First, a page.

Constructed in 1841, this historic Kentucky hotel is a wood-frame, Greek Revival-style building that was a leading destination for travelers seeking what was long believed to be the healing waters of the nearby white sulfur springs. The hotel was sought after as a place of refuge during cholera epidemics that struck Lexington in 1833 and 1859. The Jessamine County structure was added to the National Register of Historic Places in 1984. The building is significant not only for its age but for its connection to the early development of the area as travelers came from throughout the country to experience the spring water available nearby that was believed to offer medicinal benefits.
The Keene community was initially established in 1813 as Liberty, a name that was common to many other towns throughout the country at that time. Because of the resulting confusion, the community eventually began to be referred to as Keen. This became official in 1830 when Postmaster Ephraim Carter established a post office in the town and named it after his hometown, Keene, New Hampshire. The community of Keene became an incorporated community in 1844.
Just four years later, local residents discovered that some nearby springs contained white sulfur. While scientists today cannot offer any conclusive medical studies to suggest that sulfur water has medicinal advantages, for many decades in the 19th and early 20th centuries people around the world believed this water to be conducive to good health. In addition to the belief that it was relaxing and good for the skin, it was believed that bathing and ingesting the water could help internal organs.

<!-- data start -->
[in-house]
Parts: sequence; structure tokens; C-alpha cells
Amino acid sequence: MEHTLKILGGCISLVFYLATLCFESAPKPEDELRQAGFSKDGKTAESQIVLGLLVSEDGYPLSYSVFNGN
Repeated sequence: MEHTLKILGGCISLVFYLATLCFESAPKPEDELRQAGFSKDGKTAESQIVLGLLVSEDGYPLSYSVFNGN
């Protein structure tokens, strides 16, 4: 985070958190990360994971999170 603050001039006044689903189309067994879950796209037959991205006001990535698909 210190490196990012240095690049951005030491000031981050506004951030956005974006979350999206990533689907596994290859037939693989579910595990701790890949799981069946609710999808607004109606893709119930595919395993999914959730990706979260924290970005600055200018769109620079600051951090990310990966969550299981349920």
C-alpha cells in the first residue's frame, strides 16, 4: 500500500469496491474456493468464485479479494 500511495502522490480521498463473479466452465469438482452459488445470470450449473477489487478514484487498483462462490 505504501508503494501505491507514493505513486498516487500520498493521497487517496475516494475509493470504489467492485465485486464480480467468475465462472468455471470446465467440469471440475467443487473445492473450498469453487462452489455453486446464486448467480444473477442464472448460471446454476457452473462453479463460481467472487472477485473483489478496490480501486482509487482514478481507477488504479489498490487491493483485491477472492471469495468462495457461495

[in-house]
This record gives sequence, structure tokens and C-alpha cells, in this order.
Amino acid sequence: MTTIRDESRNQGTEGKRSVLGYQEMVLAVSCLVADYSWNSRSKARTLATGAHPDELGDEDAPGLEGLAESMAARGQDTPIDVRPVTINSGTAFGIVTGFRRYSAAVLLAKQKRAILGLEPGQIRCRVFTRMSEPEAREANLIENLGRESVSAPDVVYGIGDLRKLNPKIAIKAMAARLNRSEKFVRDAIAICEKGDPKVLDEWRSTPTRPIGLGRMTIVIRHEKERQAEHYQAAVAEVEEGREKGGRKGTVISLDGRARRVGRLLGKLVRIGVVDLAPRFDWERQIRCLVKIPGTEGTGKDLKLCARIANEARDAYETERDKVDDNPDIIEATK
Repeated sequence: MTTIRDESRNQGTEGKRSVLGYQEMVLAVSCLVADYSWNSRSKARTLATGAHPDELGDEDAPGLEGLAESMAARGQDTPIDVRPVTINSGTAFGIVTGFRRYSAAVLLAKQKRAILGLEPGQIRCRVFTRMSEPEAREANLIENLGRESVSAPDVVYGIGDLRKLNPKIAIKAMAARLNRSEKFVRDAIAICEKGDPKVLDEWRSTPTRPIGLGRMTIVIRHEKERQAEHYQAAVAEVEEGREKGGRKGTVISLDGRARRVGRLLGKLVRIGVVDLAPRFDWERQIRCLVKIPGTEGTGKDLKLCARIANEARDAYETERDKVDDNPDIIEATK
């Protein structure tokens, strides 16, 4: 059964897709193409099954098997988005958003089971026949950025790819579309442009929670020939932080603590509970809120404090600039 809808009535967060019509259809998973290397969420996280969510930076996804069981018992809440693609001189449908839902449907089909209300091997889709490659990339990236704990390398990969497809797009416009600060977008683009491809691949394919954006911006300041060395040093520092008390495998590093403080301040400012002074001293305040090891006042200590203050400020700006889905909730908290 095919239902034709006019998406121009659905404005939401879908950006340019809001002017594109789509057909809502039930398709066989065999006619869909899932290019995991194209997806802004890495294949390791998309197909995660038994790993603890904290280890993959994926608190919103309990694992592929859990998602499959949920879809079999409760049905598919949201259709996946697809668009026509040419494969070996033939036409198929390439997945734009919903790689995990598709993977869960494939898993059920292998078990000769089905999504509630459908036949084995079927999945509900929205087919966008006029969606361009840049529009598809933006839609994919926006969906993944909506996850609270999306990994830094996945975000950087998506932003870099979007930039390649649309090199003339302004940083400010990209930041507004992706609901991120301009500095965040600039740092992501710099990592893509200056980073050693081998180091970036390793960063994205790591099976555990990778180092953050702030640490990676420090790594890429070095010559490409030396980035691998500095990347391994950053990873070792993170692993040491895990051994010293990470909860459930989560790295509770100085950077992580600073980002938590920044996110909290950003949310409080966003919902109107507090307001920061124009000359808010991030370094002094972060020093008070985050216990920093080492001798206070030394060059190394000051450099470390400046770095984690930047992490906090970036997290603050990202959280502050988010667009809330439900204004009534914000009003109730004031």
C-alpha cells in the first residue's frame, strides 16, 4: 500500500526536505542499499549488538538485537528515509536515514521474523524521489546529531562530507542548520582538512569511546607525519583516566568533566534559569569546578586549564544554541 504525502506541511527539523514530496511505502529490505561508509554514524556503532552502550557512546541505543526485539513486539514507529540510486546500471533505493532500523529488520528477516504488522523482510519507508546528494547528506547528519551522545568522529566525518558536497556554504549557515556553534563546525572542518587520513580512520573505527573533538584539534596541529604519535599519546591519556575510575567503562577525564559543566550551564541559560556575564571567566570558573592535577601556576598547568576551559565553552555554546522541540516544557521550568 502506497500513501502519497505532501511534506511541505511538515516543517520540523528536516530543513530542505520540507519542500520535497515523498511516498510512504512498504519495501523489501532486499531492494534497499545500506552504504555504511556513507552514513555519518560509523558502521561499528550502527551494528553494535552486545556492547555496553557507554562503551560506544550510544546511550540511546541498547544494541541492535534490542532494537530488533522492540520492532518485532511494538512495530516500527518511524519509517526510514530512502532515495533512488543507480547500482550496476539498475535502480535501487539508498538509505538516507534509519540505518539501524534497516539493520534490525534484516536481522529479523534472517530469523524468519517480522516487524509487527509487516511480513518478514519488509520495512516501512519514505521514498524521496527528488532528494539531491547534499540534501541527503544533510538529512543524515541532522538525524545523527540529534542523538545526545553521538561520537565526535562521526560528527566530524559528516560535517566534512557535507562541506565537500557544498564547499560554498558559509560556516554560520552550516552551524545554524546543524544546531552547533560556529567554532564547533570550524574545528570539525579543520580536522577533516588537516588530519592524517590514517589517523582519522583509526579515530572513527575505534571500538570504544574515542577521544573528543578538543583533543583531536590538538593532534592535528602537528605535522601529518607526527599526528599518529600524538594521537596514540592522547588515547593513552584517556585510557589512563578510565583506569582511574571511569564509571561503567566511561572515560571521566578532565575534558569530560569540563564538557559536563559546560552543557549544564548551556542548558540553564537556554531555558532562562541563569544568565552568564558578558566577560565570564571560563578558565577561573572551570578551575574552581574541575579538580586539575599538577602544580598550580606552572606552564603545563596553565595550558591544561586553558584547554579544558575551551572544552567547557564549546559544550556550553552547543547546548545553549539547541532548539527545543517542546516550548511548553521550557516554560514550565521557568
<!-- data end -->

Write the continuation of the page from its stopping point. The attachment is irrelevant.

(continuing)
Many of those in the Keene community during the 19th Century believed that the water offered salubrious health benefits, including Dr. Robert Peter of Transylvania Medical College. Peter declared that the white sulfur water in the springs near Keene was “incomparably the best medical water on this continent ... eminently adapted to the cure of every species of Indigestion, Liver Complaint, Scrofula, Cutaneous Affections, Mercurial Disease, a variety of nervous diseases and nearly all diseases that are usually denominated chronic.” 1
As such, seeking the curing and healing powers of the water and temporary refuge from indiscriminate danger, many of those capable of leaving Lexington during its 1849 cholera epidemic did so and arrived at the Keene Springs Hotel. During this time, the hotel was owned by Mason Singleton, son of Manoah Singleton, who had first come to the area now known as Keene in 1794 to establish a grist mill.
In 1857, Singleton sold the hotel to Alfred McTyre following is general decline in popularity in the region. In 1868, after a decade of operation under McTyre, the hotel was then sold to Fielding S. Wilson, whose family it has remained in control of ever since. The Wilson family mainly utilized the building as a general store and residence until the 1960s.
Today, the building is operated by a lessee as a home-style restaurant available for private catering three days each week. It has been reported the building has been in the process of being gradually restored by the current lessee for over a decade.